In two of the past three offseasons, Redskins quarterback Robert Griffin III worked with Terry Shea, focusing on fundamentals of the position. Coach Jay Gruden is fine if that continues -- but there’s a limit to how it can help for an obvious reason.
And, Gruden said, the answer is that sometimes less is more.
“Sometimes, when you have too many voices in your head, you think about too much,” Gruden said. “We need to get him to think about less and just play, have some fun playing and be a little more decisive with his reads and his progressions and getting the ball out of his hand and not taking some of these sacks.
“It’s just part of the process. Sometimes you think too much, and it makes you less decisive. We’ve just got to get him to be more comfortable and more decisive and good things will happen.”
Griffin worked with Shea leading up to the 2012 draft and then again last offseason, spending a week with him before offseason workouts began and then again before training camp. They focused more on where he held the ball, his base and his footwork -- trying to get his feet lined up with his eyes.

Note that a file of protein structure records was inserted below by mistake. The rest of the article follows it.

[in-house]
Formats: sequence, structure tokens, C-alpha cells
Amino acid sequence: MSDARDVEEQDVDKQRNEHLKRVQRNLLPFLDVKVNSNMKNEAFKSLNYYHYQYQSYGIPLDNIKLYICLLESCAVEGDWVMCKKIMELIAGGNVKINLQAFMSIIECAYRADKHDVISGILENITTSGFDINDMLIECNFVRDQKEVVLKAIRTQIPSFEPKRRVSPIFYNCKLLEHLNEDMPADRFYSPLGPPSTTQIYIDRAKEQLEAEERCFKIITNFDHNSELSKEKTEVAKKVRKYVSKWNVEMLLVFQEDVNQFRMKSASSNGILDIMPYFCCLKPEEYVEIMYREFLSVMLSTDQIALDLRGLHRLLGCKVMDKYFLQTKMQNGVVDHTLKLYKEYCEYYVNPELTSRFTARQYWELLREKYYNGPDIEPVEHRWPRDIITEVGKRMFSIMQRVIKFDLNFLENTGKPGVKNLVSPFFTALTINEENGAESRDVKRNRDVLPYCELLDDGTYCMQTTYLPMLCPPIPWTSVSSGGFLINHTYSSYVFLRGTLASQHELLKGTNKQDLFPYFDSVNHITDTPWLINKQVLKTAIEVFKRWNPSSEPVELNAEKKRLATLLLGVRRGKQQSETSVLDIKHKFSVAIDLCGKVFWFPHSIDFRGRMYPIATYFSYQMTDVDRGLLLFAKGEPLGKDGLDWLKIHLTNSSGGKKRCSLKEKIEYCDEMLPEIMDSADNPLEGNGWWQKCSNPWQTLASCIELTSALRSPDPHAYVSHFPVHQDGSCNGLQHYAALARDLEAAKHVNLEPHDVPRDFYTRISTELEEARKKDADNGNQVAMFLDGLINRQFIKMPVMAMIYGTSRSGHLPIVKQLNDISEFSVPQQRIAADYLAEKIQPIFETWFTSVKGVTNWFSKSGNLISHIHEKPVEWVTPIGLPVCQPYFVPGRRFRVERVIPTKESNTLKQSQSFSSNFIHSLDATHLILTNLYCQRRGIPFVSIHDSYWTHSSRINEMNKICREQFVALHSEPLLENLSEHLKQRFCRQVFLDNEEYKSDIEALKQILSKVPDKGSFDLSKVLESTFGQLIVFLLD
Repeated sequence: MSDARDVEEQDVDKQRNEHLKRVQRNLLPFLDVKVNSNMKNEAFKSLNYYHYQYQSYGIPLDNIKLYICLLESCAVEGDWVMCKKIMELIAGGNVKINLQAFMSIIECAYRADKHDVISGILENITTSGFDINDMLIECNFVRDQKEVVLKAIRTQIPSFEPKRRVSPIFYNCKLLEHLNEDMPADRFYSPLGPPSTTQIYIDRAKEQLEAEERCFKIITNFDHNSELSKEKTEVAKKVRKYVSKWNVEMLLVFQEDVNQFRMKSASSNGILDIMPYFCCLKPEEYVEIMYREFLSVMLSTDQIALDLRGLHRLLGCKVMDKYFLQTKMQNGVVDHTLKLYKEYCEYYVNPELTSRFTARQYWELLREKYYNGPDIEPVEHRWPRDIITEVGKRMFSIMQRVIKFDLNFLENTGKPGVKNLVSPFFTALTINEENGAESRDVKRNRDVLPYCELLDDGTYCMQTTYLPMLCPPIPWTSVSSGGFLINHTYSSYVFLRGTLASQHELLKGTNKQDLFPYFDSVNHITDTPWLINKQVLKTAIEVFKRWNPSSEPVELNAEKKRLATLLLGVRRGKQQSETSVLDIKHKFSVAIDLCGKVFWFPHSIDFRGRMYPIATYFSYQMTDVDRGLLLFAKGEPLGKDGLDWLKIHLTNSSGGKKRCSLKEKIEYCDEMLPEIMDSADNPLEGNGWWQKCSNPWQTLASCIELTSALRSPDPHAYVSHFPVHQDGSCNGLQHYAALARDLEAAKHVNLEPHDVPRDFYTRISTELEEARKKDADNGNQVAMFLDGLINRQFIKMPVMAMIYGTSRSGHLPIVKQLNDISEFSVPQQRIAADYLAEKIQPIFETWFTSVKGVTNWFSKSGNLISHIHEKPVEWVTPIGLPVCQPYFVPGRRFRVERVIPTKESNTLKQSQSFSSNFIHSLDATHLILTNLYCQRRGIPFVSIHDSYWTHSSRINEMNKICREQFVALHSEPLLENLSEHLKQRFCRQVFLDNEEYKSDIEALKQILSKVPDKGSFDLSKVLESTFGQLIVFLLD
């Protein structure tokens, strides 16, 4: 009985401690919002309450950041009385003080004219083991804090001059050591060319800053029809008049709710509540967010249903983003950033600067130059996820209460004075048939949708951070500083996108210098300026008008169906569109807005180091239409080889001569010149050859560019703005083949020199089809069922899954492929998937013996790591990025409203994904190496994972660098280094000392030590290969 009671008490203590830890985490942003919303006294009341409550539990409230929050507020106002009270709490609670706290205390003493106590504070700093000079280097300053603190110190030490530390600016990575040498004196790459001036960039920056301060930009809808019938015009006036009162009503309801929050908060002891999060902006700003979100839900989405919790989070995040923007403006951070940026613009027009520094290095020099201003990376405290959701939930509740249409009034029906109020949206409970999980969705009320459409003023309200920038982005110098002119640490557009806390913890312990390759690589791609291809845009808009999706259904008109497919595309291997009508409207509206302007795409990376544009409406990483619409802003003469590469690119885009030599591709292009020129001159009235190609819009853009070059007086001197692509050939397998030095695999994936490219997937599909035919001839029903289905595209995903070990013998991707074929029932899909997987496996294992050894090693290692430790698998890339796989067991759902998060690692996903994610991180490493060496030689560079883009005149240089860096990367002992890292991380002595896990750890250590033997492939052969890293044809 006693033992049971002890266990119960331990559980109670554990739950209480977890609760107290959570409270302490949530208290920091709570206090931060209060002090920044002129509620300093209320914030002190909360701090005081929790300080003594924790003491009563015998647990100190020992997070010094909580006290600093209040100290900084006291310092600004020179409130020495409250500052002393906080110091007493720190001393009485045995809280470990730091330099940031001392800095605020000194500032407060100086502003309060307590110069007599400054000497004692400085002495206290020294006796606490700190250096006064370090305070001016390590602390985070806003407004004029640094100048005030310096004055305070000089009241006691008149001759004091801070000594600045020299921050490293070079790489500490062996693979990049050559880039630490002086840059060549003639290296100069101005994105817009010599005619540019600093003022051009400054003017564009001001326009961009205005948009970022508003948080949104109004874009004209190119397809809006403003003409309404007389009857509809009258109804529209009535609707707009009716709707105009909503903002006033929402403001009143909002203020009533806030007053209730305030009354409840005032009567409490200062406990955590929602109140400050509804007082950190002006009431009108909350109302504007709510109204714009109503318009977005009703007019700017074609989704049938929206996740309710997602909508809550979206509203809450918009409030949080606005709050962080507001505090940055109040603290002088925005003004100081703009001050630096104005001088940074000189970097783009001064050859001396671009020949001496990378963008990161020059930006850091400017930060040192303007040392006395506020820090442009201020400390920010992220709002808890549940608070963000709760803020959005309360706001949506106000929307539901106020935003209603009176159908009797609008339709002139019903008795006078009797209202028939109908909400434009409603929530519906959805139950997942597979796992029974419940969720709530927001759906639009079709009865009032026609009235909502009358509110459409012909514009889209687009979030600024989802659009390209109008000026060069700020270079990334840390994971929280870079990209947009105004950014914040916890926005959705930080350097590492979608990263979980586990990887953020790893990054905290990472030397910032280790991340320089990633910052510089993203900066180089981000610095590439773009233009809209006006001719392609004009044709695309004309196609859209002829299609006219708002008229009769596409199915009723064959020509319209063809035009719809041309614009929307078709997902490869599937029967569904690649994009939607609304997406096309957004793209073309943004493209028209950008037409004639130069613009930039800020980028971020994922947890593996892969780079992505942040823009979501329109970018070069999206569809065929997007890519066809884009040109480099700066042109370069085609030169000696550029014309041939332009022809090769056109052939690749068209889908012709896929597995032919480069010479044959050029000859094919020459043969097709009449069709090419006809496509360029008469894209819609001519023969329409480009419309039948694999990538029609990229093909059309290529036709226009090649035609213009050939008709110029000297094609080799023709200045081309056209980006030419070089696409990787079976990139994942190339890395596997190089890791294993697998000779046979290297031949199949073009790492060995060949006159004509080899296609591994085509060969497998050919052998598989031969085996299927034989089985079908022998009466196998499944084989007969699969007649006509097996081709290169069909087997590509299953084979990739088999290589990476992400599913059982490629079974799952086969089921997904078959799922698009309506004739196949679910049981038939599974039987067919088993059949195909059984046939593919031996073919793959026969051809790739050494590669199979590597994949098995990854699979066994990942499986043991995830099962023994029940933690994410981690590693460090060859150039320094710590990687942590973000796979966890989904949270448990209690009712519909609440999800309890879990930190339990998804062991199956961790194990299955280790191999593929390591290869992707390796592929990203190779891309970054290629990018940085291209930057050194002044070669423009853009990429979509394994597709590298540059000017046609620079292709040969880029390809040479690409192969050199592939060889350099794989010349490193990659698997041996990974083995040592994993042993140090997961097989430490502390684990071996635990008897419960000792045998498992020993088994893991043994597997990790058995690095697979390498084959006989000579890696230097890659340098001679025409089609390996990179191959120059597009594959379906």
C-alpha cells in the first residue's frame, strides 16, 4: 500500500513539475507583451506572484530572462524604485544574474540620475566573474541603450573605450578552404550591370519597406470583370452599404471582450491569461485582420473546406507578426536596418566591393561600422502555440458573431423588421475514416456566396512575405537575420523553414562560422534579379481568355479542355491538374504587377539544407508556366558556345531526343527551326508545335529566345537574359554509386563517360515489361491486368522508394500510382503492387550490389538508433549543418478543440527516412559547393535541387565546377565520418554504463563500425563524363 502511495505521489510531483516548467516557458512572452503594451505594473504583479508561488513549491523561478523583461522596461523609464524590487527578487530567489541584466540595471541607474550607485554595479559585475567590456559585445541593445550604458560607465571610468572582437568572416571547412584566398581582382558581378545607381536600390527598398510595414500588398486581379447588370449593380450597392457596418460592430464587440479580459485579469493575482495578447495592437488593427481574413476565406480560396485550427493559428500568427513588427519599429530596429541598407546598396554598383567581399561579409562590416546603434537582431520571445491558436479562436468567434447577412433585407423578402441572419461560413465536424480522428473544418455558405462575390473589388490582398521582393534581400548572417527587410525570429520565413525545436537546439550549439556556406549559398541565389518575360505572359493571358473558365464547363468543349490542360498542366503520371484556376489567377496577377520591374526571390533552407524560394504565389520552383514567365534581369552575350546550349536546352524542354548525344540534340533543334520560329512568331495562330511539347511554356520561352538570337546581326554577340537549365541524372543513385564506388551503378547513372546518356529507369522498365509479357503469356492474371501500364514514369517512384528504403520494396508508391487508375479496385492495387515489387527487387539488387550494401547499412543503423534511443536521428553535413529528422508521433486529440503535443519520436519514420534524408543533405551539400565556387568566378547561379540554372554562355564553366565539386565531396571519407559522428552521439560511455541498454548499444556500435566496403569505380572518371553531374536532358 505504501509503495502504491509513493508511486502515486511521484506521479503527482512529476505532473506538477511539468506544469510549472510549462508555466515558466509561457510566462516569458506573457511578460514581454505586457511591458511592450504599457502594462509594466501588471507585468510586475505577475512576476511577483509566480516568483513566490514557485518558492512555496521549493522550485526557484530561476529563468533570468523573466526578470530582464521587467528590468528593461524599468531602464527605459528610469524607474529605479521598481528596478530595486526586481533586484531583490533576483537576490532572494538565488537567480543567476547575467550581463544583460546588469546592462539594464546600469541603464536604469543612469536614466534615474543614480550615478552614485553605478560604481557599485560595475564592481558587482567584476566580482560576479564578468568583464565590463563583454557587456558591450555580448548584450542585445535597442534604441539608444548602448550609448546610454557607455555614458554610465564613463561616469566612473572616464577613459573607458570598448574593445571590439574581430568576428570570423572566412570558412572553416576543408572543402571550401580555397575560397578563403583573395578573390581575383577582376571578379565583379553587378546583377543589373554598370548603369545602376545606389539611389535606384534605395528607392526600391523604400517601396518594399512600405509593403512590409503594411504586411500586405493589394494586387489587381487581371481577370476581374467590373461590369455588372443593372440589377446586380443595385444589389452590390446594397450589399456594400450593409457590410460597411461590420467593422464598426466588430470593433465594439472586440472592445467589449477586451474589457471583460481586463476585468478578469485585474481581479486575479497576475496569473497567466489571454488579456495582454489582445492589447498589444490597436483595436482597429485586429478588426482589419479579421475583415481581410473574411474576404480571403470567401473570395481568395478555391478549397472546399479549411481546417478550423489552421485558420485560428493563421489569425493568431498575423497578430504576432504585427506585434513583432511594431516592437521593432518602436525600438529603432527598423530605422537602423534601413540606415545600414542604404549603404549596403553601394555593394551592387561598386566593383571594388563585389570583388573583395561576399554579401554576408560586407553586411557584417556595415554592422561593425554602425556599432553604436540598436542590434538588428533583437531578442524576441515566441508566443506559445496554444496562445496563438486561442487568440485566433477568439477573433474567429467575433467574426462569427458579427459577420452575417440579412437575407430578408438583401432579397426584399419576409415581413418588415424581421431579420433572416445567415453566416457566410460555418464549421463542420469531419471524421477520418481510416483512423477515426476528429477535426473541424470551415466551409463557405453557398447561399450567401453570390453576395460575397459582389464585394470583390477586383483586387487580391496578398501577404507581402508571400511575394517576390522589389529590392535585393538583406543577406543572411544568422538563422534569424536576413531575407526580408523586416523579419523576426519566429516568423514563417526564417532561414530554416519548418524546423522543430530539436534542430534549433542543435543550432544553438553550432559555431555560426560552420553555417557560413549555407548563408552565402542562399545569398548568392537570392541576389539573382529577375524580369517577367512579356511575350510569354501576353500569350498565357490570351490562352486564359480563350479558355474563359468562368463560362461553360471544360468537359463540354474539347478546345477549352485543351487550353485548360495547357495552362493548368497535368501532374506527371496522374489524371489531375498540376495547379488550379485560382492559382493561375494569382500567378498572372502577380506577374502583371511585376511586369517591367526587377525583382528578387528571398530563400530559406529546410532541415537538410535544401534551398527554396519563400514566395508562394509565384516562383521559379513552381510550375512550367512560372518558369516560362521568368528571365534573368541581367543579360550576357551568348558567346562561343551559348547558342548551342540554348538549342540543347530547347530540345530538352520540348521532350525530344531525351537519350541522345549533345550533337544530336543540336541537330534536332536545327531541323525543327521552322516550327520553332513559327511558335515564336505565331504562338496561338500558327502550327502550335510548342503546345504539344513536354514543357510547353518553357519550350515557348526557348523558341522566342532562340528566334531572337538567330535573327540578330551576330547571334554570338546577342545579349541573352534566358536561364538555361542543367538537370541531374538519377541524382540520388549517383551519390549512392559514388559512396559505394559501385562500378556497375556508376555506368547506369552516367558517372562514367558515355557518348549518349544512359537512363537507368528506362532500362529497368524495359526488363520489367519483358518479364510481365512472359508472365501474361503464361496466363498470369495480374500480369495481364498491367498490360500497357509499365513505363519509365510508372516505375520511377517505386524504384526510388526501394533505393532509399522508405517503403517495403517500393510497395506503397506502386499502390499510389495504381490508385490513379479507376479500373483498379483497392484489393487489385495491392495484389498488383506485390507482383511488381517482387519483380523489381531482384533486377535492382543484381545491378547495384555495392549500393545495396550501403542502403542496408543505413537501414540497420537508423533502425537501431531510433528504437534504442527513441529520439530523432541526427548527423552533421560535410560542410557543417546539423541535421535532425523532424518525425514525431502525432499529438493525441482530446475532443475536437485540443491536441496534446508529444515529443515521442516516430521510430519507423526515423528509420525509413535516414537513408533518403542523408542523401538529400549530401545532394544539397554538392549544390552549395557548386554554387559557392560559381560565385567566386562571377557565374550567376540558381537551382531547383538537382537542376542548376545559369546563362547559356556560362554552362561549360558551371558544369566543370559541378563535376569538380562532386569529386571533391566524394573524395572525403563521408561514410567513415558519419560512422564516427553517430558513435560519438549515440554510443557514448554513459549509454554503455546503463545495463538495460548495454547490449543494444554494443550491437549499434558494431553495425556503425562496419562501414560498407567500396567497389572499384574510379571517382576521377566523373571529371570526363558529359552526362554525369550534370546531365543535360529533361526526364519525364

But there’s a difference between working on those mechanics and then fitting them into the offense.
“I know Terry is a good quarterback coach, but as far as system is concerned, he doesn’t know what we’re doing as far as footwork and fundamentals and all that stuff for each given concept of each play,” Gruden said. “As far as balance and his lead foot, his arm -- where he puts the ball, where he holds the ball, all that stuff that he can work with in the offseason -- that’s great if he wants a quarterback coach to work with him. I have no problem with him doing that. But during the season, we have enough coaches in house that can handle his fundamentals and his footwork and his decision making.”